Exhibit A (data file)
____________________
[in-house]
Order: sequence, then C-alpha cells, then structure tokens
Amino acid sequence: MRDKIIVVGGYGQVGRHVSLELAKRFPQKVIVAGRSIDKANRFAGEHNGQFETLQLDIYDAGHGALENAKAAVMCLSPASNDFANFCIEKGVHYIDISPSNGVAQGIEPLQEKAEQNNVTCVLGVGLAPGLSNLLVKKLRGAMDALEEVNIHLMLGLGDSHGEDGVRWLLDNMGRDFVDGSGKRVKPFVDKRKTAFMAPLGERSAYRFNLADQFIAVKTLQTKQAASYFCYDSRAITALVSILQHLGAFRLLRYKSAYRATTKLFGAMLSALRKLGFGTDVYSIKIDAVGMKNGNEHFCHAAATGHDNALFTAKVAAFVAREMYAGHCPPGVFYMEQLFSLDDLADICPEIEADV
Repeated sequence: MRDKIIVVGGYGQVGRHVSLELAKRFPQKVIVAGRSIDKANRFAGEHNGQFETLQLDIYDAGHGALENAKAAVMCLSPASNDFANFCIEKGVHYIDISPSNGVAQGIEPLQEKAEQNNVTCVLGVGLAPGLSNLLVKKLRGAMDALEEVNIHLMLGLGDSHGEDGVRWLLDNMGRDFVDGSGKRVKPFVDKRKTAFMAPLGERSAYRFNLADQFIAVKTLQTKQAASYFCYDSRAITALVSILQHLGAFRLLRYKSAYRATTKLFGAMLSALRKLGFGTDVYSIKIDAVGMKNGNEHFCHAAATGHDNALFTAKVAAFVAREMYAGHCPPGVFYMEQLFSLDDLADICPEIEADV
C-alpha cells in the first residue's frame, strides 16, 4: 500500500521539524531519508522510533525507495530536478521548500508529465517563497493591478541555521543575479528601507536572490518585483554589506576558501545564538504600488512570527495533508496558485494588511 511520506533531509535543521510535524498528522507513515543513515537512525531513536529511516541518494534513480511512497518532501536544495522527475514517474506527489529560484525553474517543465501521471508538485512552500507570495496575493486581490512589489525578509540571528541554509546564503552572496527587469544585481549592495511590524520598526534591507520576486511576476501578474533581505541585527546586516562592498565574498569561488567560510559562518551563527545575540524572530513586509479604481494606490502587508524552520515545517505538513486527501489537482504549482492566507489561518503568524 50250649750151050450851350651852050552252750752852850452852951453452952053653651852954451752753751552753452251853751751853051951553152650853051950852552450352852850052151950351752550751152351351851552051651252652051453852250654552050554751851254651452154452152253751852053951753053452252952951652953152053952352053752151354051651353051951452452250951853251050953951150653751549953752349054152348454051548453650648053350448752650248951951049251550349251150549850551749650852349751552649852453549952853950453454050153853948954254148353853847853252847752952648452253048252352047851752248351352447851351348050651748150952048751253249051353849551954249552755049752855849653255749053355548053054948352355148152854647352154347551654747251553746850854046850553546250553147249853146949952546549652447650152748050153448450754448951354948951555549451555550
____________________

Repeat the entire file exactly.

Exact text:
[in-house]
Order: sequence, then C-alpha cells, then structure tokens
Amino acid sequence: MRDKIIVVGGYGQVGRHVSLELAKRFPQKVIVAGRSIDKANRFAGEHNGQFETLQLDIYDAGHGALENAKAAVMCLSPASNDFANFCIEKGVHYIDISPSNGVAQGIEPLQEKAEQNNVTCVLGVGLAPGLSNLLVKKLRGAMDALEEVNIHLMLGLGDSHGEDGVRWLLDNMGRDFVDGSGKRVKPFVDKRKTAFMAPLGERSAYRFNLADQFIAVKTLQTKQAASYFCYDSRAITALVSILQHLGAFRLLRYKSAYRATTKLFGAMLSALRKLGFGTDVYSIKIDAVGMKNGNEHFCHAAATGHDNALFTAKVAAFVAREMYAGHCPPGVFYMEQLFSLDDLADICPEIEADV
Repeated sequence: MRDKIIVVGGYGQVGRHVSLELAKRFPQKVIVAGRSIDKANRFAGEHNGQFETLQLDIYDAGHGALENAKAAVMCLSPASNDFANFCIEKGVHYIDISPSNGVAQGIEPLQEKAEQNNVTCVLGVGLAPGLSNLLVKKLRGAMDALEEVNIHLMLGLGDSHGEDGVRWLLDNMGRDFVDGSGKRVKPFVDKRKTAFMAPLGERSAYRFNLADQFIAVKTLQTKQAASYFCYDSRAITALVSILQHLGAFRLLRYKSAYRATTKLFGAMLSALRKLGFGTDVYSIKIDAVGMKNGNEHFCHAAATGHDNALFTAKVAAFVAREMYAGHCPPGVFYMEQLFSLDDLADICPEIEADV
C-alpha cells in the first residue's frame, strides 16, 4: 500500500521539524531519508522510533525507495530536478521548500508529465517563497493591478541555521543575479528601507536572490518585483554589506576558501545564538504600488512570527495533508496558485494588511 511520506533531509535543521510535524498528522507513515543513515537512525531513536529511516541518494534513480511512497518532501536544495522527475514517474506527489529560484525553474517543465501521471508538485512552500507570495496575493486581490512589489525578509540571528541554509546564503552572496527587469544585481549592495511590524520598526534591507520576486511576476501578474533581505541585527546586516562592498565574498569561488567560510559562518551563527545575540524572530513586509479604481494606490502587508524552520515545517505538513486527501489537482504549482492566507489561518503568524 50250649750151050450851350651852050552252750752852850452852951453452952053653651852954451752753751552753452251853751751853051951553152650853051950852552450352852850052151950351752550751152351351851552051651252652051453852250654552050554751851254651452154452152253751852053951753053452252952951652953152053952352053752151354051651353051951452452250951853251050953951150653751549953752349054152348454051548453650648053350448752650248951951049251550349251150549850551749650852349751552649852453549952853950453454050153853948954254148353853847853252847752952648452253048252352047851752248351352447851351348050651748150952048751253249051353849551954249552755049752855849653255749053355548053054948352355148152854647352154347551654747251553746850854046850553546250553147249853146949952546549652447650152748050153448450754448951354948951555549451555550